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Waterproofing Failures - Architects, Engineers or Contractors, who is responsible?

Bhushan Avsatthi
Jul 30, '16 8:57 AM EST

UAE witnessed significant infrastructural damages, after a storm ripped through the country in early march. The GEMS American Academy School in Abu Dhabi lost its facades, while Danube metro station was flooded due to this storm. The capital emirate was prompt enough to announce the formulation of new regulations for infrastructures projects, to allow greater resilience against harsh weather conditions.

However; the storm and the damages, raised quite a lot of questions on infrastructure waterproofing. Locals are of the opinion that Dubai Municipal Corporation should hire experienced and expert BIM consultants, who can further explain Land Surveyors, Architectural Design Firms, MEP Contractors, General Contractors, Sub-Contractors, about the standards and material required to meet sustainable waterproofing.

We all know that natural conditions including thermal, climate, wind, water and many more have their impact on a building’s life cycle. All these make it more mandatory for water proofing solutions to be sturdy yet elastic, weatherproof and most importantly resilient to natural, industrial and polluted atmosphere. Waterproofing is expected to be strong as long as building stands. But once waterproofing is damaged, the impact in form of cost and damaged it has on the facility, is unexplainable. The cost of mending it again is twice the cost of waterproofing.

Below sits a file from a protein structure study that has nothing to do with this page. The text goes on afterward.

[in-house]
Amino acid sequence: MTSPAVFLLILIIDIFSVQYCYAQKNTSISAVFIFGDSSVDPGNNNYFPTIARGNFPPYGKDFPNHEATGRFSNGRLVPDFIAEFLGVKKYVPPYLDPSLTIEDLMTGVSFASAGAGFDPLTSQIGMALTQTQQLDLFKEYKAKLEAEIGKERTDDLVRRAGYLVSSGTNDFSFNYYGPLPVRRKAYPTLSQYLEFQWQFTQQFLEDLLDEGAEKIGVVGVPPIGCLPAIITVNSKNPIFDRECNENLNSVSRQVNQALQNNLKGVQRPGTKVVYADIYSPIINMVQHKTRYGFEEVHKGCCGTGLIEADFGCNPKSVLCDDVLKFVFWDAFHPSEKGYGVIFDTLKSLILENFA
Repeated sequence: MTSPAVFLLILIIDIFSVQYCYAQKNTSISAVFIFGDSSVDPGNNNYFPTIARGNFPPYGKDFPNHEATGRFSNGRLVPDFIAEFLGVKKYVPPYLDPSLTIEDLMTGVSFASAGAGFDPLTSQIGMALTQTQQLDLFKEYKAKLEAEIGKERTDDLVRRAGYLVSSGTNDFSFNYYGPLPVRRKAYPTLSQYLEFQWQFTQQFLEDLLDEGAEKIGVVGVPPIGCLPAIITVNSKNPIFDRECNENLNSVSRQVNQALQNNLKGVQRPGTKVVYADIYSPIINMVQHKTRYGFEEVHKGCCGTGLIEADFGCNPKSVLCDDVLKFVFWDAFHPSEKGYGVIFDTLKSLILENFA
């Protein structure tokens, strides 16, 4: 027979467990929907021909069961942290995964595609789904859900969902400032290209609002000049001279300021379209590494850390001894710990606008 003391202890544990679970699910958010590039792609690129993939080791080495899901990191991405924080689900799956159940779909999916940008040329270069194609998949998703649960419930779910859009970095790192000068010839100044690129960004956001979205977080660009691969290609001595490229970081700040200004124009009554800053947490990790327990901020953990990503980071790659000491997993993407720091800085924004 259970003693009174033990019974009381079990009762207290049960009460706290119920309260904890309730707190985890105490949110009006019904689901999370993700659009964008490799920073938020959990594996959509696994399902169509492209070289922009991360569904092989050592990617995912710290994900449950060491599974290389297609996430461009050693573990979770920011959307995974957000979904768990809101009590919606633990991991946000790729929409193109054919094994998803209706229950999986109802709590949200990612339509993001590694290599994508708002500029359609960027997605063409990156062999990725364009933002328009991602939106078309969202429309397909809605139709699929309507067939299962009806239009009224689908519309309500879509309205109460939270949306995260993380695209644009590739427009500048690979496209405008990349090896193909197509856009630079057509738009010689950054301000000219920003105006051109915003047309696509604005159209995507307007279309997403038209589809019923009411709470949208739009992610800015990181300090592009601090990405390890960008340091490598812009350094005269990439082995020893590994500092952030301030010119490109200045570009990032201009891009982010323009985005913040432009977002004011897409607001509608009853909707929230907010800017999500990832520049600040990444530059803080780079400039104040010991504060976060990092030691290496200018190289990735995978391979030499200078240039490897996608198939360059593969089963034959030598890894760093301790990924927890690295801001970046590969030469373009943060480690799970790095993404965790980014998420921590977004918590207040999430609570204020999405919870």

Causes for the failure of waterproofing and who is responsible?

Errors in architectural designs: In any of the building construction or infrastructure projects, the 2D drawing or 2D draft is the one that you may find with too many lines, making unusual intersections or let’s say elaborate detailing. The trend has been that designers are charged guilty, for leaving these important junctions to the will of a contractor.

However; this should not be a huge problem if the waterproofing team, along with expert BIM coordination and clash detection service providers, has already worked on such projects. The challenge arises when a general contractor enters into an arrangement, demanding more accurate designs as compared to those standard details provided by waterproofing team. So it all culls up to one thing, providing accurate design details that can compromise waterproofing is the responsibility of an architect or the architectural firm.

Contractor’s Laxity:  It isn’t unknown that most laborious and meticulous 2d Drafting, 3D drawings and specifications are of no use if the contractor is not sincere about the materials and installations. Carless back filling is one of the main reasons for failure of waterproofing, since it is potential enough to damage heavy equipment.

For instance; an inexperienced contractor, will rush to pour concrete for the walls without considering the water stops, destroying them in the process and rendering them useless. The subsequent water penetration will certainly require extensive excavation, concrete repair, and waterproofing rehabilitation.

Unknown to Standards: It might happen that a BIM Architectural service provider, not equipped with the British Standard 8102, ends up designing a residential basement with waterproofing. This may appear best for the scheme, but doesn’t really comply with the norm BS8102. In some time the built structure will face challenges of water penetration, therefore losing a long term client for you.

So ultimately who is to blame when waterproofing goes wrong?

  • Contractor should underpin the importance of minutest architectural detailing,